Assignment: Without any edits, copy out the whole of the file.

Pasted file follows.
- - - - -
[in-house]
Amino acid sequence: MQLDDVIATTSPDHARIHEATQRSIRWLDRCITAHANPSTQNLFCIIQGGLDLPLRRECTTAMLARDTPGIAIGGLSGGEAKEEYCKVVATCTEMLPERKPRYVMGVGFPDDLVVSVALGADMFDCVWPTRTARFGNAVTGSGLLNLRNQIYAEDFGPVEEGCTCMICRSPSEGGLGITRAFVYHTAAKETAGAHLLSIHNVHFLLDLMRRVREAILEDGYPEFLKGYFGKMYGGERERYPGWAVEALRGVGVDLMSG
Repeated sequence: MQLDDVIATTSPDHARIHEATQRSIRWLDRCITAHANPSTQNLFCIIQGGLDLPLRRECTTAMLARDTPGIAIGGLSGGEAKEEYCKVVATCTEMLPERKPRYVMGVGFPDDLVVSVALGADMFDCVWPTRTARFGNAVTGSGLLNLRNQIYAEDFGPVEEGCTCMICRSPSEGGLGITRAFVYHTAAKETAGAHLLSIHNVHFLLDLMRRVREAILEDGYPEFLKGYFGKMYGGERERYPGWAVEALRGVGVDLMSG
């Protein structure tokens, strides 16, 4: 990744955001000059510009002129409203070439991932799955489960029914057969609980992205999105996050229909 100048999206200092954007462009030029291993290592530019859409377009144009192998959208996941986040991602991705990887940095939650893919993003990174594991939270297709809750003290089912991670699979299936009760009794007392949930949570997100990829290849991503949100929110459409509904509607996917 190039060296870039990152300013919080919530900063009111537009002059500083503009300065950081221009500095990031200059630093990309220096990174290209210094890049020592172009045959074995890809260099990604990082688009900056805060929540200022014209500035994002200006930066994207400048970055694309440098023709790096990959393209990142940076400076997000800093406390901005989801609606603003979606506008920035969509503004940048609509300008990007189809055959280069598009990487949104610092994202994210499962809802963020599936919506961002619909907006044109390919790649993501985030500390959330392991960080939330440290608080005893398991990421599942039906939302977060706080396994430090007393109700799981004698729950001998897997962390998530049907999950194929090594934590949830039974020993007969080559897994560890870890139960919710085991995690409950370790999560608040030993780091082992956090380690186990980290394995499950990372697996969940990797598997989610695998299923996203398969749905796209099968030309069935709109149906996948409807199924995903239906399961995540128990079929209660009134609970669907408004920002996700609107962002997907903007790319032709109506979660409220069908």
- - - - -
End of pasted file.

[in-house]
Amino acid sequence: MQLDDVIATTSPDHARIHEATQRSIRWLDRCITAHANPSTQNLFCIIQGGLDLPLRRECTTAMLARDTPGIAIGGLSGGEAKEEYCKVVATCTEMLPERKPRYVMGVGFPDDLVVSVALGADMFDCVWPTRTARFGNAVTGSGLLNLRNQIYAEDFGPVEEGCTCMICRSPSEGGLGITRAFVYHTAAKETAGAHLLSIHNVHFLLDLMRRVREAILEDGYPEFLKGYFGKMYGGERERYPGWAVEALRGVGVDLMSG
Repeated sequence: MQLDDVIATTSPDHARIHEATQRSIRWLDRCITAHANPSTQNLFCIIQGGLDLPLRRECTTAMLARDTPGIAIGGLSGGEAKEEYCKVVATCTEMLPERKPRYVMGVGFPDDLVVSVALGADMFDCVWPTRTARFGNAVTGSGLLNLRNQIYAEDFGPVEEGCTCMICRSPSEGGLGITRAFVYHTAAKETAGAHLLSIHNVHFLLDLMRRVREAILEDGYPEFLKGYFGKMYGGERERYPGWAVEALRGVGVDLMSG
């Protein structure tokens, strides 16, 4: 990744955001000059510009002129409203070439991932799955489960029914057969609980992205999105996050229909 100048999206200092954007462009030029291993290592530019859409377009144009192998959208996941986040991602991705990887940095939650893919993003990174594991939270297709809750003290089912991670699979299936009760009794007392949930949570997100990829290849991503949100929110459409509904509607996917 190039060296870039990152300013919080919530900063009111537009002059500083503009300065950081221009500095990031200059630093990309220096990174290209210094890049020592172009045959074995890809260099990604990082688009900056805060929540200022014209500035994002200006930066994207400048970055694309440098023709790096990959393209990142940076400076997000800093406390901005989801609606603003979606506008920035969509503004940048609509300008990007189809055959280069598009990487949104610092994202994210499962809802963020599936919506961002619909907006044109390919790649993501985030500390959330392991960080939330440290608080005893398991990421599942039906939302977060706080396994430090007393109700799981004698729950001998897997962390998530049907999950194929090594934590949830039974020993007969080559897994560890870890139960919710085991995690409950370790999560608040030993780091082992956090380690186990980290394995499950990372697996969940990797598997989610695998299923996203398969749905796209099968030309069935709109149906996948409807199924995903239906399961995540128990079929209660009134609970669907408004920002996700609107962002997907903007790319032709109506979660409220069908």